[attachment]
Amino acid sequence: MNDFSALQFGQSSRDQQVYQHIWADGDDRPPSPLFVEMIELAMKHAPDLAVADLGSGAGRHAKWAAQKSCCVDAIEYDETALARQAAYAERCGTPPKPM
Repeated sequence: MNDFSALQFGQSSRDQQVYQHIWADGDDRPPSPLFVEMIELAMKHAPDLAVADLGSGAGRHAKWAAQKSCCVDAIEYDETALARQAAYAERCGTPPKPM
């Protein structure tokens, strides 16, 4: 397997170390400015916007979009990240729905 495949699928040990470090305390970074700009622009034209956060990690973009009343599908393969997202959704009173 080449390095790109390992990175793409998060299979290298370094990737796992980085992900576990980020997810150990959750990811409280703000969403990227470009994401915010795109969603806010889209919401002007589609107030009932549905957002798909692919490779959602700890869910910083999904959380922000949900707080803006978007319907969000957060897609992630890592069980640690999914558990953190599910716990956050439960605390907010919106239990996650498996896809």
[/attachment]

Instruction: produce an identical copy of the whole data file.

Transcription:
Amino acid sequence: MNDFSALQFGQSSRDQQVYQHIWADGDDRPPSPLFVEMIELAMKHAPDLAVADLGSGAGRHAKWAAQKSCCVDAIEYDETALARQAAYAERCGTPPKPM
Repeated sequence: MNDFSALQFGQSSRDQQVYQHIWADGDDRPPSPLFVEMIELAMKHAPDLAVADLGSGAGRHAKWAAQKSCCVDAIEYDETALARQAAYAERCGTPPKPM
């Protein structure tokens, strides 16, 4: 397997170390400015916007979009990240729905 495949699928040990470090305390970074700009622009034209956060990690973009009343599908393969997202959704009173 080449390095790109390992990175793409998060299979290298370094990737796992980085992900576990980020997810150990959750990811409280703000969403990227470009994401915010795109969603806010889209919401002007589609107030009932549905957002798909692919490779959602700890869910910083999904959380922000949900707080803006978007319907969000957060897609992630890592069980640690999914558990953190599910716990956050439960605390907010919106239990996650498996896809």